According to the B.C. Wine Institute, this year’s grape harvest is on track for another excellent vintage.
After an unseasonably warm spring, followed by an early summer, Serendipity Winery’s Katie O’Kell was concerned the harvest would take place much earlier than normal at her estate Naramata vineyard.
However, the cooler, wetter weather moved in, which allowed the grapes to mature at a more moderate pace.
Serendipity’s harvest began Aug. 29.
Lawrence Buhler, director of winemaking for Encore Vineyards, which produces wines under the Time Winery, Evolve Cellars and McWatters Collection labels, reports their white harvest is almost complete, with the reds to take place in the next two to four weeks.
September’s cooler weather is excellent for proper fruit development and sugar accumulation, he says.
Encore CEO Harry McWatters said this was the earliest bud break he’s seen in 49 years of winemaking.
The early start gives grapes longer to mature to their optimum level, he noted.
A hot, dry spring led to the earliest bud break on record and early harvests for many wineries.
Lower summer temperatures and higher rainfall allowed grapes to ripen gradually, accumulating more flavour and aromatic compounds, which will produce complex and balanced wines.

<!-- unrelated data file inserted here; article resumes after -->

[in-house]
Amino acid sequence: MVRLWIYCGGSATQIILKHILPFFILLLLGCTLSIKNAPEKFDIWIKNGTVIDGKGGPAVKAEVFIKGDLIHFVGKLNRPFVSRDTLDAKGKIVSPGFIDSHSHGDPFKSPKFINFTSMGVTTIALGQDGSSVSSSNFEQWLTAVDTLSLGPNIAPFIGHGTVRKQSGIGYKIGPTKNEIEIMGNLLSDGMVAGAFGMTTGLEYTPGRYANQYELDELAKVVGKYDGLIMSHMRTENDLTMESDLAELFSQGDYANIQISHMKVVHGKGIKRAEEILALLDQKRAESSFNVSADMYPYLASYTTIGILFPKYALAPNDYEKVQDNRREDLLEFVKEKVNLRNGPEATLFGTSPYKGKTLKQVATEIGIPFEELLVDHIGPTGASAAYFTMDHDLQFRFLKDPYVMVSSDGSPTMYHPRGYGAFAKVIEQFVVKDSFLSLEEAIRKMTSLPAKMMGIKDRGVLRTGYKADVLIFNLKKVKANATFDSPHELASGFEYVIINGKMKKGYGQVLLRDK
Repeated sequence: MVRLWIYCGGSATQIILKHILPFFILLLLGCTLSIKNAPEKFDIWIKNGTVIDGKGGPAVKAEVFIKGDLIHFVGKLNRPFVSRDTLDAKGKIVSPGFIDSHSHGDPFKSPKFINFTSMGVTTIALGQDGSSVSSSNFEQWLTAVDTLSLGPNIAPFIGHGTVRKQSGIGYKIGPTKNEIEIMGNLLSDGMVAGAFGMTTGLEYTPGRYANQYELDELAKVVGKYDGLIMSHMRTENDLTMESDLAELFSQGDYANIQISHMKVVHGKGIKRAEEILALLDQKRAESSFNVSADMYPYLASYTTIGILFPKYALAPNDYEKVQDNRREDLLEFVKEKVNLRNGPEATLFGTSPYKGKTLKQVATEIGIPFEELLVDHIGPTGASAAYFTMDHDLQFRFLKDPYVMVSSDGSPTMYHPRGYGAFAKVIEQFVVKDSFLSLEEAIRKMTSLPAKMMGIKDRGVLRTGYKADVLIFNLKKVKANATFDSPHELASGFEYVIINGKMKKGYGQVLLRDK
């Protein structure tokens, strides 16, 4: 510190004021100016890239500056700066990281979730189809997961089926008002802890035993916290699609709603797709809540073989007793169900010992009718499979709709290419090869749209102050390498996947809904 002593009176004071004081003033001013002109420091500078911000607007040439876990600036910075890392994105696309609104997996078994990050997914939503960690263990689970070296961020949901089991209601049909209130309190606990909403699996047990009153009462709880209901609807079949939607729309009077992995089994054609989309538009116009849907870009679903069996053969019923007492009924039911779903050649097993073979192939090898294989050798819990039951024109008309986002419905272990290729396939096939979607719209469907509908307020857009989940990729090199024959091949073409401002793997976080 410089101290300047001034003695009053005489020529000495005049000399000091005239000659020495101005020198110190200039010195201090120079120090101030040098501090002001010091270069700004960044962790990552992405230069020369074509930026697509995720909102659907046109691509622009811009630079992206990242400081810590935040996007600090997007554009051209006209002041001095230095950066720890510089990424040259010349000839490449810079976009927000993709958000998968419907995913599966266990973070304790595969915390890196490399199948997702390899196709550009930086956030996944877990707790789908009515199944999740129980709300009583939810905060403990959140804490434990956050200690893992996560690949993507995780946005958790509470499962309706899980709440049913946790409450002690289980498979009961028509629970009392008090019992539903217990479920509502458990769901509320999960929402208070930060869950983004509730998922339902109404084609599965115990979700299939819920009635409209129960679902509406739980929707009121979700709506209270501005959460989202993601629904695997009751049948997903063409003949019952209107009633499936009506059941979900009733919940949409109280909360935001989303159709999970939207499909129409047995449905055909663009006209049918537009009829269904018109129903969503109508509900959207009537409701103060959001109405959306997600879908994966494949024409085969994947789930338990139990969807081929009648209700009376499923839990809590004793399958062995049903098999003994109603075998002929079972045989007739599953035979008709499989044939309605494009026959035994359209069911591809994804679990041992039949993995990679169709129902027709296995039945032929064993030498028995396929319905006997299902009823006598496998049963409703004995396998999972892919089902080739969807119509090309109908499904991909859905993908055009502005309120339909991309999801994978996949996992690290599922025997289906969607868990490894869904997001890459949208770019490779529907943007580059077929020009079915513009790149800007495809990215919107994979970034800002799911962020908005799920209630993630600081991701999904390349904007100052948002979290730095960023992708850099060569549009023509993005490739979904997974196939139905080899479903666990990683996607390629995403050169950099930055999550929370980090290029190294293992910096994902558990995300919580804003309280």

On Vancouver Island, Bailey Williamson, winemaker for Blue Grouse Estate Winery, said a strong growing season in April and May, followed by a cooler June and July than usual, led to an elongated flowering and fruit-set cycle. It started the Siegerrebe harvest last weekend.
And, in the Fraser Valley, the harvest began a full week ahead of schedule.
Andrew Etsell, GM and viticulturist at Singletree Winery in Abbotsford said this year’s weather created a perfect balance of acids and sugars in the grapes.
The harvest there began Aug. 25. It won’t yield as much fruit as 2015, but he added the fruit will be clean and very high quality.
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